Making the Best

Things turn out best for those who make the best of the way things turn out – JACK BUCK

This is pretty vague. What I understand by this is that it is important (and you will be happier) if you see the good in everything that happens to you, and you will also be happier if you can work well with whatever is thrown at you, not just see it as good, even if you didn’t anticipate it. It’s like with the saying that ‘when one door closes, a window opens’; you have to make the best use of that window and realise its potential. I am a firm believer in this.

How could this way of being not help you in your life? It’s great. It brings into play the old chestnut ‘it’s not what happens to you, it’s what you think happens to you’. You can always find a way to think that what’s happened to you is best, however things turn out, if you use your imagination. So the car broke down? ‘ Yay, I don’t have to go to that stuffy meeting this morning; I can arrive later when it’s over’.  That sort of thing. It ‘turned out best’.  Serenidipity is always lurking if you look for it. I first learned this word when a flight was delayed 24 hours on a refuel stop and I had to stay overnight in a new city.  I met a lovely girl and she explained this word on the plane when we finally got on another flight.  She could make lemonade out of lemons, as the saying goes.

I think it is hardwired into humans to make the best of how things turn out, even without the advice. I believe there are studies to prove this  If we are given two outcomes to choose from and there is no going back, then once we have picked one, we are wired to always believe that we have chosen the best one and be glad for having made that choice. It is certainly true in my life. I am lucky that I have no regrets off the top of my head.  I do however sometimes stress and procrastinate for hours over a decision unfortunately, taking responsibility and blame (not the same thing by the way) for the outcome. I probably stress because of fear that if I get it ‘wrong’ I won’t be able to make it right later, which you usually can. But once the decision is made, I am excellent at seeing all the positives and fantastic outcomes. What a wonderful trait for us humans to have.

I do not believe in Sod’s law, though I do occasionally use it in conversation as a shortcut and if I can tell that the other person likes to think this way. I would be annoyingly cheery if I always said ‘Look at the bright side!’ to a person that loves to connect with you by doing the exact opposite. Sometimes we absolutely do not want to look at the bright side and enjoy wallowing occasionally, which is great as long we are aware that we enjoy wallowing. Back to sod’s law (things refusing to turn out best). Bread does not always fall buttered side down.  It is purely a function of the height it falls from and therefore how many times it will turn (as proved on MythBusters). So no sympathy there. And If it lands buttered side down you either take delight that you are such an excellent housekeeper that with the two second rule, you can eat it anyway , or you are such a terrible housekeeper that this is the perfect opportunity for you to clean up, and doesn’t it give you a moment to reflect on whether you really needed that buttered (and maybe jammy) bread? Carbs, fat and sugar – not a healthy combination. It is falls the right side up you may again discard it if you are worried about germs or you eat it quick and hope no one notices and thinks less of you for it. Not a Law or Mr Sod in sight; just options and choices of making the best of the way things turn out.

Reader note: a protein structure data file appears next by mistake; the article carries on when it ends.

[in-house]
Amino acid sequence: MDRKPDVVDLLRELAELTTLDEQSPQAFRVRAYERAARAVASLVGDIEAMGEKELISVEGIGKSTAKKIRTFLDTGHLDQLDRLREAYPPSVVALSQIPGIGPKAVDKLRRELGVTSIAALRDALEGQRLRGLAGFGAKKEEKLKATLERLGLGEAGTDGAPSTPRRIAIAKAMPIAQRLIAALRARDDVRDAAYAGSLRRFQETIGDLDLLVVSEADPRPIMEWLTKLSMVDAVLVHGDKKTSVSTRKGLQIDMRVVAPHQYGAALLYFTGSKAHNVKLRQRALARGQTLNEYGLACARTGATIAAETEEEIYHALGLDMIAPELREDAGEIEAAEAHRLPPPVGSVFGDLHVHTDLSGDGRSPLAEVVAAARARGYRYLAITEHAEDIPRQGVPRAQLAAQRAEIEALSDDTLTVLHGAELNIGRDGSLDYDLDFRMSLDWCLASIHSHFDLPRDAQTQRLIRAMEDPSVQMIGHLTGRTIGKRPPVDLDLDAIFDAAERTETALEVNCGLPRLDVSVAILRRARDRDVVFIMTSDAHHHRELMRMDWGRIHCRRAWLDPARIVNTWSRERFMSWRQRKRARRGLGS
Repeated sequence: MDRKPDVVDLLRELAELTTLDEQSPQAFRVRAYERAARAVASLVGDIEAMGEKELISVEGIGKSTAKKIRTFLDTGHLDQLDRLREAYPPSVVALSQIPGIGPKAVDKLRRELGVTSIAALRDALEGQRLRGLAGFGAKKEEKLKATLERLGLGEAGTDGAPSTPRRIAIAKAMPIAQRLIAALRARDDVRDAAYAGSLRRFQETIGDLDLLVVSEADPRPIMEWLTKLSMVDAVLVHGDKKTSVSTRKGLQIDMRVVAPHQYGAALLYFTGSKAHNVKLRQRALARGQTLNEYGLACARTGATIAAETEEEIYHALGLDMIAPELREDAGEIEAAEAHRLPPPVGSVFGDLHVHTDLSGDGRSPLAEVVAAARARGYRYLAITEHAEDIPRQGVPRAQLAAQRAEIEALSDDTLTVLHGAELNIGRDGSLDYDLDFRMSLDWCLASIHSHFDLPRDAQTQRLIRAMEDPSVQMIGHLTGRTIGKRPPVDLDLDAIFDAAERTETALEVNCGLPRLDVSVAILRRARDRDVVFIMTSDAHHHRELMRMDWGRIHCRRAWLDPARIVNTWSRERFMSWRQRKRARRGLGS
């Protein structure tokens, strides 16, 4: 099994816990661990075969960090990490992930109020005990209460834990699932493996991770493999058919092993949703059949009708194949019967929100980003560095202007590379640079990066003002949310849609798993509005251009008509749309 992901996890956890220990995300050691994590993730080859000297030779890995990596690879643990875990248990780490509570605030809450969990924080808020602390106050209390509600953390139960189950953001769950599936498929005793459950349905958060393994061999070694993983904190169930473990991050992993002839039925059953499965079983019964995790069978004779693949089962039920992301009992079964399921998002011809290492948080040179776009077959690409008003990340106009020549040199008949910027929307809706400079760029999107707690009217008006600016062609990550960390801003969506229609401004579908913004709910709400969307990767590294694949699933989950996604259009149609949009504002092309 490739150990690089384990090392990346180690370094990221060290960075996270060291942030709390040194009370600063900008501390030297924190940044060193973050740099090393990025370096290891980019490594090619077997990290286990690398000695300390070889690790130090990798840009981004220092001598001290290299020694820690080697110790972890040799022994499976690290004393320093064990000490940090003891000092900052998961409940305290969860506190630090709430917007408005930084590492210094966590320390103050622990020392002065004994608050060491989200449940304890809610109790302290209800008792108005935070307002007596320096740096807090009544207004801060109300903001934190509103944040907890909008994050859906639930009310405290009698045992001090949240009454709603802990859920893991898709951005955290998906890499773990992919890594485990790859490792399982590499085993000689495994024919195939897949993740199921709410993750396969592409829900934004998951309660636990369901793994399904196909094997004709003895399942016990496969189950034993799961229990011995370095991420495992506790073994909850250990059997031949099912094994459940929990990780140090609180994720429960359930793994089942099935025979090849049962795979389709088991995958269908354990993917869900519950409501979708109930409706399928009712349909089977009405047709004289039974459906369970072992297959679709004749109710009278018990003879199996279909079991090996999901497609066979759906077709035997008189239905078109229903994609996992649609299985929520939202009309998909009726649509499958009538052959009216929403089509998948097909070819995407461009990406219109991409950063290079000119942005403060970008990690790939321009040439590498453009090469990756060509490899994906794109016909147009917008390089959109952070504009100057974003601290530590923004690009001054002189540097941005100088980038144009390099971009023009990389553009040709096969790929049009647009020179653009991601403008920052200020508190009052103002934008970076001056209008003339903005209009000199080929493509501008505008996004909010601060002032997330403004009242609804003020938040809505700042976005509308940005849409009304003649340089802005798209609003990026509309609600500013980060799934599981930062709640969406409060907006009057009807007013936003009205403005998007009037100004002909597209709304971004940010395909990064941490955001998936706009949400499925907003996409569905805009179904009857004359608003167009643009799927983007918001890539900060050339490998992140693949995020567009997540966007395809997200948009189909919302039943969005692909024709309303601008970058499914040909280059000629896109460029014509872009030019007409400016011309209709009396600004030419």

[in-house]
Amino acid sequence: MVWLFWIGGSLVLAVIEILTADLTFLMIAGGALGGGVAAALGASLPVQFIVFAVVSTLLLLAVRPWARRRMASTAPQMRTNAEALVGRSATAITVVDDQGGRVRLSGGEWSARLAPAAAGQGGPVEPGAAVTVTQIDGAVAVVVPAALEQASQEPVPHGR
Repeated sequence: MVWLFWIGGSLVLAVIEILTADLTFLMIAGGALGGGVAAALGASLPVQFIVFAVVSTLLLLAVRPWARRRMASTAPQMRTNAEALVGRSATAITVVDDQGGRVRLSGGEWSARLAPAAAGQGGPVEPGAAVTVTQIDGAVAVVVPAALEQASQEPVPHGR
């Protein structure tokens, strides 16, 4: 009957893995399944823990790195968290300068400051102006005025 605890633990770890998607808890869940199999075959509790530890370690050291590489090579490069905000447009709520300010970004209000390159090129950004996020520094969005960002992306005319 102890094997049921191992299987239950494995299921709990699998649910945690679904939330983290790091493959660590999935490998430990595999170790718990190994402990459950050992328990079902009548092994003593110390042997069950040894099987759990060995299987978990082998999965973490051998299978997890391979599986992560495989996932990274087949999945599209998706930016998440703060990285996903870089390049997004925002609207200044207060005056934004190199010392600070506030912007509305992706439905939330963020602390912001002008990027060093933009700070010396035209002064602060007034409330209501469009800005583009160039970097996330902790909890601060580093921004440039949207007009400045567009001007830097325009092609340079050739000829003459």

So back to the studies on permanent choices. People are given two choices. Group A have no going back. Once it’s done it’s done they tend to get their heads around it and decide that they have 100% made the right choice. Yay! But group B are given time to vacillate between the two and are allowed to change their mind at a later date. This ruins the experience for them apparently and they find it hard to make the best of the way things ‘turned out’, whether they change their mind or don’t. They are never entirely happy with what they have chosen if they know they can still change it.

So if we are actually wired to make the best of the way things turn out, why would we need to state the obvious? There could be those with huge imagination who are really, really creative at making the best of the way things turn out. Not only have they worked out all the ways that it’s best that things turned out the way they did, but they are creative enough to use the ‘things’ that they now have to work with. To me there are two ways to make the best of things.  Either by convincing yourself that this outcome was best and/or doing the best with the unwanted outcome that you have received. I’d like to do both please!